• Run through the checks to ensure you are ‘fit to drive’.
  • If we get into the practice of assessing ourselves and recognising if we're feeling stressed or not on top of our game - and not get behind the wheel if we are concerned.
  • IAM RoadSmart’s ‘POWDERY’ checks are a good starting point for any journey:
    • P: Petrol
    • O: Oil
    • W: Water
    • D: Damage
    • E: Electrics
    • R: Rubber
    • Y: You. Are you fit to drive?

No9. Returning to the road when you are out of practice is relevant to 11% of respondents.

  • You could book a refresher course or take an Advanced Driver or Rider Assessment. These are designed to build confidence and skills. We even have E-Learning sessions if you’re worried about rural driving or speed.
  • Alternatively refer to the points above.
  • Remove the stressful deadline and pick quieter times or go out with a friend.

No10. Finally, the 10th most stressful thing is not knowing if your car is still capable of long journeys which applies to 7%.

  • If in doubt get it checked out by a professional.
  • Even as a novice you can run through our IAM RoadSmart’s ‘POWDERY’ checks. If you’re struggling Google can help.
  • However, if there is any doubt it’s better to get it checked before you start off.
  • It might be cheaper to hire a reliable vehicle than breakdown.
  • What it could cost you in pounds, it will certainly ease the burden on your blood pressure.

Drivers who feel they could benefit from increased driving confidence are able to book a range of courses through IAM RoadSmart. For more information visit our website www.iamroadmart.com or email our team support@iam.org.uk 

Member stories

Don’t get stressed, stay safe and RoadSmart with IAM

Blog post posted on 08/06/21 |
Advice

According to a recent survey there are many reasons to get stressed when driving or riding. As traffic gets heavier with the ease of restrictions what are the things that are getting your blood pressure rising? In this article we address the top 10 and how to avoid them, reduce them or prepare for them.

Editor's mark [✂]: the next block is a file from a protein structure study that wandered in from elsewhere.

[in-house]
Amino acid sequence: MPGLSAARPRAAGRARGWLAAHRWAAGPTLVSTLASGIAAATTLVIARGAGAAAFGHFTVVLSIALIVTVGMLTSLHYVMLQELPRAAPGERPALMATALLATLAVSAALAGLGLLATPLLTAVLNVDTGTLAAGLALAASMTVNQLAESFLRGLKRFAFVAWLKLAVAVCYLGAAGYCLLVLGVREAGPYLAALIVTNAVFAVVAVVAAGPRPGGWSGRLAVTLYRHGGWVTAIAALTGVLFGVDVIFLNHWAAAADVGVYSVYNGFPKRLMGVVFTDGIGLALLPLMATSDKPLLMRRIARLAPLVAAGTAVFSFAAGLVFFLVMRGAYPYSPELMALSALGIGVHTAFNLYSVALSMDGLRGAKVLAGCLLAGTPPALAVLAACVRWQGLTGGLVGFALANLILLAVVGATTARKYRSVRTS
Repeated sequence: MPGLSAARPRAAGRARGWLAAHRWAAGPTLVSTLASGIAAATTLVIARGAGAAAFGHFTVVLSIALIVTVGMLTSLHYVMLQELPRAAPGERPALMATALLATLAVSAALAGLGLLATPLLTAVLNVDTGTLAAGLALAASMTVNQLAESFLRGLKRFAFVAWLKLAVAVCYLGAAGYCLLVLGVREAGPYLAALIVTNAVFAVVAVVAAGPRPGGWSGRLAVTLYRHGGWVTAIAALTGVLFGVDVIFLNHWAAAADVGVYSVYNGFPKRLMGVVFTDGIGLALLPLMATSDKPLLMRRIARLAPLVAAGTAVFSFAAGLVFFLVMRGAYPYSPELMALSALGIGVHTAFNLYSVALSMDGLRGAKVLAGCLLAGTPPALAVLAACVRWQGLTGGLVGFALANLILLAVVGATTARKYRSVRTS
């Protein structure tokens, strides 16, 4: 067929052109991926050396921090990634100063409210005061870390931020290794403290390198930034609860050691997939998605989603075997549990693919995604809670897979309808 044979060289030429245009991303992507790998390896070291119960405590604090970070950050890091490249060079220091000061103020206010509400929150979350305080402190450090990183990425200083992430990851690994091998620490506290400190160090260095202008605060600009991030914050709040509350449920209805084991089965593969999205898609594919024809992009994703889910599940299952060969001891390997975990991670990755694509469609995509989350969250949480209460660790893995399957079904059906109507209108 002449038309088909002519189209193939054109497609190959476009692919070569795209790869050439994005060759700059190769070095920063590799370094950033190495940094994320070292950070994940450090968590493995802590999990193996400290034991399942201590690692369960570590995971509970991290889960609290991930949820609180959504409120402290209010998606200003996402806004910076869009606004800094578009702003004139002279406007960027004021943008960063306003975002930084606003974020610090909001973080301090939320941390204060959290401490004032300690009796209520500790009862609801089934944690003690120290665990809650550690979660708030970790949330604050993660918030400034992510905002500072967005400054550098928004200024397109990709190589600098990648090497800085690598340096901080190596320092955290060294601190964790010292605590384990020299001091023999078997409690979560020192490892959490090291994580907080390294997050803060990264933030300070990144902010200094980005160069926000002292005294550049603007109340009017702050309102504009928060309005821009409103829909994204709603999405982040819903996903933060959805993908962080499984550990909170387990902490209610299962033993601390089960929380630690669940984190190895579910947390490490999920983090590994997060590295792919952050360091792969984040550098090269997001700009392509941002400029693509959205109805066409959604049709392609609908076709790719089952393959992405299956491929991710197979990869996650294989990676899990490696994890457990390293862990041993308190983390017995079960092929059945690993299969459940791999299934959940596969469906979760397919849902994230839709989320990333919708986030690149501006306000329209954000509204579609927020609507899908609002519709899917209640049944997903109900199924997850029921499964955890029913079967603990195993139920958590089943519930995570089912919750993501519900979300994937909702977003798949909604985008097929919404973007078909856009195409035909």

Tips and Hints by Richard Gladman, Head of Driving & Riding Standards & Product Development for IAM RoadSmart. 

No1. The return of the traffic jam according to our poll is the top reason with 42% of people finding it stressful. 

  • There are a couple of things you can do to avoid a jam.
    • Change your routine. Do you need to travel at the same time as everyone else?
    • Could you split your workday up? Work from home for the first few hours and wait for the traffic to subside and then set off?
    • What about setting off earlier? If your journey takes 60 minutes if you leave at 8am, would leaving 30 minutes earlier make a difference? If you start your workday earlier could you leave earlier? If not, could you use that extra 30 minutes you’ve saved riding or driving at lunchtime? Or use it for a walk or other activity before you start your day?
    • By making sure you have plenty of time or extra time that should immediately lower that anxiety rating.
    • Make sure you’re not stressed when you hit that queue. Road rage just doesn’t happen like any state it builds up over time.
    • Stress and mental health problems can also impact or trigger bad or erratic driving behaviours. These apply to both you and others on the road and could include:
      • The behaviour of other drivers
      • Increased workload/the demands of the job
      • Poor work organisation and job/role uncertainty
      • Poor work/life balance
      • Domestic/personal issues.

No2. Getting used to busier roads again is a stress for 33%. 

  • If you’re concerned about your skills being overstretched, then test them out at a quieter time of day. If you remove some of the pressure it will help your confidence levels.
    • Remove the deadline
    • Practice makes perfect. Take time during those quieter periods to go out and refresh your skills. Avoid mornings before 10am. Let the ‘rush hour’ subside and school children get safely into school and the road is yours.
    • Don’t be afraid to ask for help. Ask a friend or don’t forget us.

No3. People returning to the road who might be out of practice accounts for 27%

  • Remember you are not the only one who drives or rides and it’s good to share. We already share the road with pedestrians, cyclists, horses etc.
  • Take extra time if you’re concerned that others will be stressed.
  • Maybe share the load and travel with a work colleague to help ease congestion. Often during ‘snowy’ periods we hear of people doing a relay time drive. The person with the longer journey drives to you and then you drive from there.
  • If you’re worried about a colleague offer to do this so they (as a nervous driver) aren’t on the road.

No4. Stressing to get to your location on time, is a problem for nearly ¼ of those surveyed at 24%